Alice's Adventures in Wonderland | Literature Criticism Critical Essay by M. S. Ashbourne

This literature criticism consists of approximately 36 pages of analysis & critique of Alice's Adventures in Wonderland.
This section contains 10,508 words
(approx. 36 pages at 300 words per page)
Buy the Critical Essay by M. S. Ashbourne

Critical Essay by M. S. Ashbourne

SOURCE: Ashbourne, M. S. “The Cheshire-Cat: Sign of Signs.” Interdisciplinary Journal for Germanic Linguistics and Semiotic Analysis 6, no. 1 (spring 2001): 79-106.

In the following essay, Ashbourne examines the semiotic implications of the Cheshire Cat in the Alice stories.

On January 14, 1898, Charles Dodgson, a.k.a. Lewis Carroll, died at the age of 65 years, leaving the world to grieve the loss of one of its most gifted writers of books for children. Both Alice's Adventures in Wonderland (hereinafter: Wonderland) and Alice Through the Looking Glass (hereinafter: Looking Glass) are considered to be childhood classics, although some believe that “the time is past when a child under fifteen, even in England, can read Alice with the same delight as gained from, say, The Wind in the Willows or The Wizard of Oz. It is only because adults...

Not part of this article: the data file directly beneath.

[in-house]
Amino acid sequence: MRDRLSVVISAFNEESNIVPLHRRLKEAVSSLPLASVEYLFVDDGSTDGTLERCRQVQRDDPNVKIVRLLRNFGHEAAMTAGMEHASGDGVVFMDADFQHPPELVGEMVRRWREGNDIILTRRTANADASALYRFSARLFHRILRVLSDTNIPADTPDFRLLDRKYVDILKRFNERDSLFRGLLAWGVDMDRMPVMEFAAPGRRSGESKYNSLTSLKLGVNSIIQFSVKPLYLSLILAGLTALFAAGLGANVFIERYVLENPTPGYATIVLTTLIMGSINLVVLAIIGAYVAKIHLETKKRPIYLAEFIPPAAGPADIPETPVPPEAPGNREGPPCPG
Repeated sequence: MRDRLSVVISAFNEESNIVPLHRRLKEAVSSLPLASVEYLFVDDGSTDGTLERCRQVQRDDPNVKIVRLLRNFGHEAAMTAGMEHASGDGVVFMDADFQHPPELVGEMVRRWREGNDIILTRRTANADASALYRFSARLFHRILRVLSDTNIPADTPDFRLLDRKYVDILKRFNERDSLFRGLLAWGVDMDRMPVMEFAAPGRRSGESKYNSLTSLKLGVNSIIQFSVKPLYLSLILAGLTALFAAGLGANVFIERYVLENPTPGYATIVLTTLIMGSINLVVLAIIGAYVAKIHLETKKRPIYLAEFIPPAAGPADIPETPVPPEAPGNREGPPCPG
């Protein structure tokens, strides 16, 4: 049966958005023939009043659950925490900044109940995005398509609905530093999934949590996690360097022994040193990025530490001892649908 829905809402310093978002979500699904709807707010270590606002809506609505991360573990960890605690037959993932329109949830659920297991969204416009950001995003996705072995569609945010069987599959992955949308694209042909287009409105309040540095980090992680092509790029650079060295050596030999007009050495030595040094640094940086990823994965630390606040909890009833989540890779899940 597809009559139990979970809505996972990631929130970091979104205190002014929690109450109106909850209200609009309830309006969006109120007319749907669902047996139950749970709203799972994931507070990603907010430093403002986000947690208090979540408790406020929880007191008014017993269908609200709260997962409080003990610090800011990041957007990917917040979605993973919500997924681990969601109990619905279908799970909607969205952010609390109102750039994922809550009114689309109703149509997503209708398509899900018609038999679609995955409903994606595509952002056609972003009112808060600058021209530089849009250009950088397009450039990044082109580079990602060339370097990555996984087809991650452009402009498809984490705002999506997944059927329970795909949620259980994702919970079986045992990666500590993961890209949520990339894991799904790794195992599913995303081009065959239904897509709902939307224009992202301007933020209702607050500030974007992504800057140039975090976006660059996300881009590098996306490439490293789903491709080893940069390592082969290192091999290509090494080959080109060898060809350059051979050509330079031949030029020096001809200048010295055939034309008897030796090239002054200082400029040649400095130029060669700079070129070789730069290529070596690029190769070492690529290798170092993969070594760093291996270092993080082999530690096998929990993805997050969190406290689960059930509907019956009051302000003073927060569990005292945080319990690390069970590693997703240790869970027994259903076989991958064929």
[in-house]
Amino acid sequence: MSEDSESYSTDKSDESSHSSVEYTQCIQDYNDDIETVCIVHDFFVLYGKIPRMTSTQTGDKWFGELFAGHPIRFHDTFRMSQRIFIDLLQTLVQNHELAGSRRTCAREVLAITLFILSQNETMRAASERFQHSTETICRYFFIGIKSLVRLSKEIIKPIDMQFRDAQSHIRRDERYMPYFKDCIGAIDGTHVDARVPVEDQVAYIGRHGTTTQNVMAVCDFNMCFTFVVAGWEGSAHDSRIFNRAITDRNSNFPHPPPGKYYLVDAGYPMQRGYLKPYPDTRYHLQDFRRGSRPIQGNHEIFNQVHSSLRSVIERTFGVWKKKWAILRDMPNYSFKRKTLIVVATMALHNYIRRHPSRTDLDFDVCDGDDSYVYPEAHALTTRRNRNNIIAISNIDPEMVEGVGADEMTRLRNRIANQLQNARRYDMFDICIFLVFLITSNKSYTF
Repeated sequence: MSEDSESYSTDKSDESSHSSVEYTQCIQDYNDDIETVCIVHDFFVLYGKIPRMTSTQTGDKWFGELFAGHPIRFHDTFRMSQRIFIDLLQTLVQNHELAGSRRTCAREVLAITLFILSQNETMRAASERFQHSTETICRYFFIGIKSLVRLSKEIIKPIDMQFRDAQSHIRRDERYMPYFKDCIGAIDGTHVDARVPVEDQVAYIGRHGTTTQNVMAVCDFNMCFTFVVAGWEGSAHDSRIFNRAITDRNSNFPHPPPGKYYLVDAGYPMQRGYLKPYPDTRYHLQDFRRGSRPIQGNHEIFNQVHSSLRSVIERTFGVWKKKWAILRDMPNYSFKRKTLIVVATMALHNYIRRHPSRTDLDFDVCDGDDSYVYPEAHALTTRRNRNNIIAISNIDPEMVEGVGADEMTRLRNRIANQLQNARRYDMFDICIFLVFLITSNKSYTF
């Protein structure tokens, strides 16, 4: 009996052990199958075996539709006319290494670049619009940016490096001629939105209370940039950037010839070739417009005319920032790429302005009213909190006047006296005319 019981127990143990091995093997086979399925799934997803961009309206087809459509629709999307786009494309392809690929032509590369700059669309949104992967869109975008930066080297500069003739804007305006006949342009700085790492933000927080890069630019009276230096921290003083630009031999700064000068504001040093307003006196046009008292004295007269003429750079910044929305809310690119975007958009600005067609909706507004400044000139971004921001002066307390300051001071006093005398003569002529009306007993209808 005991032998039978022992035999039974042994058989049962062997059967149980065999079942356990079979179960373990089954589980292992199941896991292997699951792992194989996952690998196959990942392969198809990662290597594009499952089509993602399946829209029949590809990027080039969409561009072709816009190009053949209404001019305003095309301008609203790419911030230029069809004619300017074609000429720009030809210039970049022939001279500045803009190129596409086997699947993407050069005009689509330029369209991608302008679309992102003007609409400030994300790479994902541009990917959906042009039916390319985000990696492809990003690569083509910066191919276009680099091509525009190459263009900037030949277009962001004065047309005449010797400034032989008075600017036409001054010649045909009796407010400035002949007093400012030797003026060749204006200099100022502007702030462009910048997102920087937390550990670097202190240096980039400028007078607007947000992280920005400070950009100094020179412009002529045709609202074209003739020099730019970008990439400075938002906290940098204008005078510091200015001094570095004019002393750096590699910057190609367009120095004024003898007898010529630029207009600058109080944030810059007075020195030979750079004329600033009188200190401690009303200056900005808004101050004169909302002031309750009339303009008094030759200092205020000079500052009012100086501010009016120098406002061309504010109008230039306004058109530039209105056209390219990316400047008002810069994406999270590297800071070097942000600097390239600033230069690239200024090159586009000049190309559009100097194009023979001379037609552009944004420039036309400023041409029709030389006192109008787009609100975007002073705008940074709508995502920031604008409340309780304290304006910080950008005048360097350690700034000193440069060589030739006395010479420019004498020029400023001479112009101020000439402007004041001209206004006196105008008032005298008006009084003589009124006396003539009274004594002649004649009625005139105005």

(read more)

This section contains 10,508 words
(approx. 36 pages at 300 words per page)
Buy the Critical Essay by M. S. Ashbourne